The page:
Photo by Nina Leen (1950). Courtesy of

We are still in our infancy here at Cake and Cordial, so please be patient with us as we ease into a schedule of posting. In the meantime, know that we are brainstorming lots of sunshiny material for your future enjoyment.

In current happy events, it is Alison - the Irish member of this blogging team's - birthday! Please join me in wishing her the happiest of days!

Even though we cannot celebrate this occasion together in person, I want to express how glad I am that she has come into my life. I greatly look forward to the next time we can enjoy a treat together - similar to the lovely young ladies above.

I remember hearing this poem recited in a film some years ago, and although the movie has now escaped me (can anyone help me here?) the poem remains. I find its quiet attitude of wonder, in how the course of things comes together, both comforting and enchanting.    

The Earth Turned to Bring Us Closer

by Eugenio Montejo
translated by Peter Boyle

The earth turned to bring us closer,
it spun on itself and within us,
and finally joined us together in this dream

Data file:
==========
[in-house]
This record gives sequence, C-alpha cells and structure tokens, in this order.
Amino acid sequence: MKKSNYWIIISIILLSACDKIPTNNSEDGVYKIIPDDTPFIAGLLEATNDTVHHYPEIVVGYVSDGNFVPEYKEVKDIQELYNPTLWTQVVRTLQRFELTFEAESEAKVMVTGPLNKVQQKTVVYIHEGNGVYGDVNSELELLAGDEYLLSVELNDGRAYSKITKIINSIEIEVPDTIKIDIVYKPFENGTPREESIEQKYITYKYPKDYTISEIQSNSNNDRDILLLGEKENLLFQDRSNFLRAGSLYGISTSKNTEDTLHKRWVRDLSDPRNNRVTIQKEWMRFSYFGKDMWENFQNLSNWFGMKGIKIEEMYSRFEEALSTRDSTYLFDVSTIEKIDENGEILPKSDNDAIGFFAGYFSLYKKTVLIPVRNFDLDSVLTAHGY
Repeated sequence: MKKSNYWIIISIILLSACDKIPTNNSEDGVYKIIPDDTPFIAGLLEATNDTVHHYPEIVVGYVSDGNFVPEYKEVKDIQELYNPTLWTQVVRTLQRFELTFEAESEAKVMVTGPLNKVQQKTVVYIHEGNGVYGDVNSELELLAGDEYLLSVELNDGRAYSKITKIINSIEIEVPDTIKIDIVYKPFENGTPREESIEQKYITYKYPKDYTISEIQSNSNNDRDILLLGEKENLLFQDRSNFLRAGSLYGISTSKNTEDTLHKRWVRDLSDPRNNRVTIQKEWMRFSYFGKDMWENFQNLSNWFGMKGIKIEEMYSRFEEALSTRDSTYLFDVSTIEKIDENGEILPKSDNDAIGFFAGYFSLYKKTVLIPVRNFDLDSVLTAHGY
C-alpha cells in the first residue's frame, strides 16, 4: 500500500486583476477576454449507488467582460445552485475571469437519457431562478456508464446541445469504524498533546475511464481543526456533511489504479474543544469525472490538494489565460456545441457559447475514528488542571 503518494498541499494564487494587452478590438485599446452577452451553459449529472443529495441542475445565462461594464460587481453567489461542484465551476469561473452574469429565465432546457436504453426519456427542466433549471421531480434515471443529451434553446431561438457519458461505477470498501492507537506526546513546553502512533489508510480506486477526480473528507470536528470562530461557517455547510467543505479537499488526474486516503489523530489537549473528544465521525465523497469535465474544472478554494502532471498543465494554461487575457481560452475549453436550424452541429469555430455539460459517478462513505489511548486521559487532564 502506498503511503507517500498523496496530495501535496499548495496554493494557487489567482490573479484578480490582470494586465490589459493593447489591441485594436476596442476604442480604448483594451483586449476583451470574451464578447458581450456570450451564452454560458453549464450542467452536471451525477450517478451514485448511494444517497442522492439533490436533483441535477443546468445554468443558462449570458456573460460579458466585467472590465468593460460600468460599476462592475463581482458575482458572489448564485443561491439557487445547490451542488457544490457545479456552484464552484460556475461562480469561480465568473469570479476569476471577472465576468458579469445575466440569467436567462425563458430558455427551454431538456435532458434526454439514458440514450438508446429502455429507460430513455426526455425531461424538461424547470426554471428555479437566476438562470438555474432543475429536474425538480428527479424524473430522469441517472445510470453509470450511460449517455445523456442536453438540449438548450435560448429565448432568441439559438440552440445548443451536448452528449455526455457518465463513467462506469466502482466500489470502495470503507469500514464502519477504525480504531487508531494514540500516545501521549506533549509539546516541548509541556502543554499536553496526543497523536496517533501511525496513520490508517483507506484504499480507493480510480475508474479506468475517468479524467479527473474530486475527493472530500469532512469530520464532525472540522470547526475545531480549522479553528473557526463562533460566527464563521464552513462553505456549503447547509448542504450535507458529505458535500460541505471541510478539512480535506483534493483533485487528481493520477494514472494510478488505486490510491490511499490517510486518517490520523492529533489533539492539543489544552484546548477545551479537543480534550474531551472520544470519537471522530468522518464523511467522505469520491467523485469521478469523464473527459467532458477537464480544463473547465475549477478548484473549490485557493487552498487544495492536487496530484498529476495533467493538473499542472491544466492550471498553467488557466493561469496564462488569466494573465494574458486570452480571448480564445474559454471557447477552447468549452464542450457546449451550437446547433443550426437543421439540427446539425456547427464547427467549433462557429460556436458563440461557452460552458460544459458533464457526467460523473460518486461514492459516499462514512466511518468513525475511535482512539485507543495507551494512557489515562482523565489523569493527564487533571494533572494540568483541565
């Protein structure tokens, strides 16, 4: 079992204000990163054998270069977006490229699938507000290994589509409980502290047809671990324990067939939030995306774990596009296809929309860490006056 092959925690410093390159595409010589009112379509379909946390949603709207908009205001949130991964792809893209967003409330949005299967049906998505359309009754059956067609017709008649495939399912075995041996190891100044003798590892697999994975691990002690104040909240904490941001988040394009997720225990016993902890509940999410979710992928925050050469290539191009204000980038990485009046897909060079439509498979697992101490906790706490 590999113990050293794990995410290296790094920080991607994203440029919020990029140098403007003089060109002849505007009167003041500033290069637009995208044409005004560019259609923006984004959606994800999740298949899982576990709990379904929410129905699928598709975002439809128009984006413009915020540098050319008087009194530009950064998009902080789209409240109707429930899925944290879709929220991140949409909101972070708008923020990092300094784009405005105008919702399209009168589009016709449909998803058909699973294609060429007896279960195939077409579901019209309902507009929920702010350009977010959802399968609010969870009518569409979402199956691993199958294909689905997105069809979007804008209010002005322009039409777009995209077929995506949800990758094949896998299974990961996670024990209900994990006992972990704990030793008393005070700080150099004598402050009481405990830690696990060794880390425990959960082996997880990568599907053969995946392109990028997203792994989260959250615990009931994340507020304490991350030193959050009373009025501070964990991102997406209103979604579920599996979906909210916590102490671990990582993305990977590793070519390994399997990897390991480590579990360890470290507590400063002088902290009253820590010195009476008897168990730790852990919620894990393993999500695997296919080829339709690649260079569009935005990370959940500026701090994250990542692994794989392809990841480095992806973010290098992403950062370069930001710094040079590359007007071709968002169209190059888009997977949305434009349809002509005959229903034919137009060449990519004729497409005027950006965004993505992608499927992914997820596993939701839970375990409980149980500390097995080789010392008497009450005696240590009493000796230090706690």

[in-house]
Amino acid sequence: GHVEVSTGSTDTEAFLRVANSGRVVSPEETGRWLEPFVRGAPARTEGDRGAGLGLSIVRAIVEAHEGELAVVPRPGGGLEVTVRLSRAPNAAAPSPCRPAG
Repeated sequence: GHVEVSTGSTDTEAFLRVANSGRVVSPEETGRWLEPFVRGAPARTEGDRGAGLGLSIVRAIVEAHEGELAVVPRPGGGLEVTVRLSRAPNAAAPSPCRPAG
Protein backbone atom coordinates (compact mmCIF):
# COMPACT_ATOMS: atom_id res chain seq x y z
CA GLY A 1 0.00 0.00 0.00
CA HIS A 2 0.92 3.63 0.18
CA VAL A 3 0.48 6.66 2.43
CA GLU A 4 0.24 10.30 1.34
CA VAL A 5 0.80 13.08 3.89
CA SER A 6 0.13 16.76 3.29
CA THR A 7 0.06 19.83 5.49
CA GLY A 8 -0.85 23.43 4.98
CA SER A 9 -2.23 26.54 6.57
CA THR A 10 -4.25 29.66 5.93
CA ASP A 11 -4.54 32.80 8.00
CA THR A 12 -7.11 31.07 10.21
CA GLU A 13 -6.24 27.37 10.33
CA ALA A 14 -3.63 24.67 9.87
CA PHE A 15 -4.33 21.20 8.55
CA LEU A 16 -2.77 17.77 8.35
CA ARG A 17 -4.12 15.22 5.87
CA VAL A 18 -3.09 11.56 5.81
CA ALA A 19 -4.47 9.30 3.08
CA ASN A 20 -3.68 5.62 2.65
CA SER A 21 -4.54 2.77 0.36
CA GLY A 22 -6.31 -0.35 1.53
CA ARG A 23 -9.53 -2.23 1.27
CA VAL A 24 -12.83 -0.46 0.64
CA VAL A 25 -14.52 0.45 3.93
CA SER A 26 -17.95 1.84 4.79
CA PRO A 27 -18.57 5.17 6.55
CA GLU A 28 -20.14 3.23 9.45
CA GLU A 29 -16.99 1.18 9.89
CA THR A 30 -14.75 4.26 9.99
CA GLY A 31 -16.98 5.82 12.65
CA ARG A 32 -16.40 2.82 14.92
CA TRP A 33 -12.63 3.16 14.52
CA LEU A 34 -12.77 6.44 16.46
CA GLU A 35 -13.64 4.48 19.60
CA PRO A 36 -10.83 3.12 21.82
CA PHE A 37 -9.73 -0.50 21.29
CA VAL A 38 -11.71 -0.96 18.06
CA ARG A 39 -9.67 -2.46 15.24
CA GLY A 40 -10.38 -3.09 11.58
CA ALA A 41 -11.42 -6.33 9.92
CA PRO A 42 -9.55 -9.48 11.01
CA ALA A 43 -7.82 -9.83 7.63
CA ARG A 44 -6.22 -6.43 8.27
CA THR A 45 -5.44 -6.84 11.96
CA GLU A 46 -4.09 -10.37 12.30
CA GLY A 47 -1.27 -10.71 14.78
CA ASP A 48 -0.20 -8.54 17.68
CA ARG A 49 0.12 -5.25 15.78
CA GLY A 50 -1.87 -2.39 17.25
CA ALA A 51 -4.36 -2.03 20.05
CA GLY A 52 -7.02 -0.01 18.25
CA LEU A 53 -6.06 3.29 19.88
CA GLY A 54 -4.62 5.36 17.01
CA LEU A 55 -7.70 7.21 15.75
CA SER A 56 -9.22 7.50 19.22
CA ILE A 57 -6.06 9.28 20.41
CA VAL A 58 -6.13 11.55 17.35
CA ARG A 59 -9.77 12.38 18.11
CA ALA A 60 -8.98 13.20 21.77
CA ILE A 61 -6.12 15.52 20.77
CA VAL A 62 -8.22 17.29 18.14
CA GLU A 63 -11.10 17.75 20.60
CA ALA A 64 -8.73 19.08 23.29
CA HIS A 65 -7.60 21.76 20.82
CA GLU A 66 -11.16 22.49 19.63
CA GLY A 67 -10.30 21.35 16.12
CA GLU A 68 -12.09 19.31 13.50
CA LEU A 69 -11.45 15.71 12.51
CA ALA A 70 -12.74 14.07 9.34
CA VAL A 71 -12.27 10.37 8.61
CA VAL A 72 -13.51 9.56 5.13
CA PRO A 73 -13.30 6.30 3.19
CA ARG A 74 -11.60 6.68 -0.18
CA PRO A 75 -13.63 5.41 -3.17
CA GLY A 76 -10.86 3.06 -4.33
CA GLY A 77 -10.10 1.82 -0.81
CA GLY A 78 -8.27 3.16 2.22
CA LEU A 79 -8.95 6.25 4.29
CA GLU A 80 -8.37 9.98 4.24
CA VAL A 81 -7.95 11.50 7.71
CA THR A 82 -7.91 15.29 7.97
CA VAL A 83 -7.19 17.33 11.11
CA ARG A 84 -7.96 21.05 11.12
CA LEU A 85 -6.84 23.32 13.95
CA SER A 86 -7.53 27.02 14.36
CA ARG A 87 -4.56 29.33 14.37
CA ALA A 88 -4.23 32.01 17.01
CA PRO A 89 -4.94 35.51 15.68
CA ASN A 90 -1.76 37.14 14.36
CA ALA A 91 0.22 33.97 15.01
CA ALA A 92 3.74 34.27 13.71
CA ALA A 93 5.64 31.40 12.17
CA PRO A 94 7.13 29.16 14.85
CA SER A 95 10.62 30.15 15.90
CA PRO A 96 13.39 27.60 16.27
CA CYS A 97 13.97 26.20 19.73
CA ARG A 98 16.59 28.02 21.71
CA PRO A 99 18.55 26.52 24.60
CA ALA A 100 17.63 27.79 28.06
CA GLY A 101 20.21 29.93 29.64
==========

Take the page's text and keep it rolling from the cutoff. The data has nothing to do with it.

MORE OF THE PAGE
as written in the Symposium.
Nights passed by, snowfalls and solstices;
time passed in minutes and millennia.
An ox cart that was on its way to Nineveh
arrived in Nebraska.
A rooster was singing some distance from the world,
in one of the thousand pre-lives of our fathers.
The earth was spinning with its music
carrying us on board;
it didn't stop turning a single moment
as if so much love, so much that's miraculous
was only an adagio written long ago
in the Symposium's score.

Friday, March 19, 2010

Willkommen, Bienvenue, Welcome

Spring in High Park, Toronto (2009). Gina.

Spring has sprung, and with it - this blog!

There's two of us here, behind the curtain. Two friends who found each other working at this wonderful store. Alison had arrived in Toronto, Canada from County Sligo, Ireland for a year's worth of new experiences. I (Gina) had been kicking around the city for ages already. Looking for a project to keep us both inspired and motivated, we agreed to start this blog as a way to explore what makes us happy. And perhaps more importantly, to keep in touch.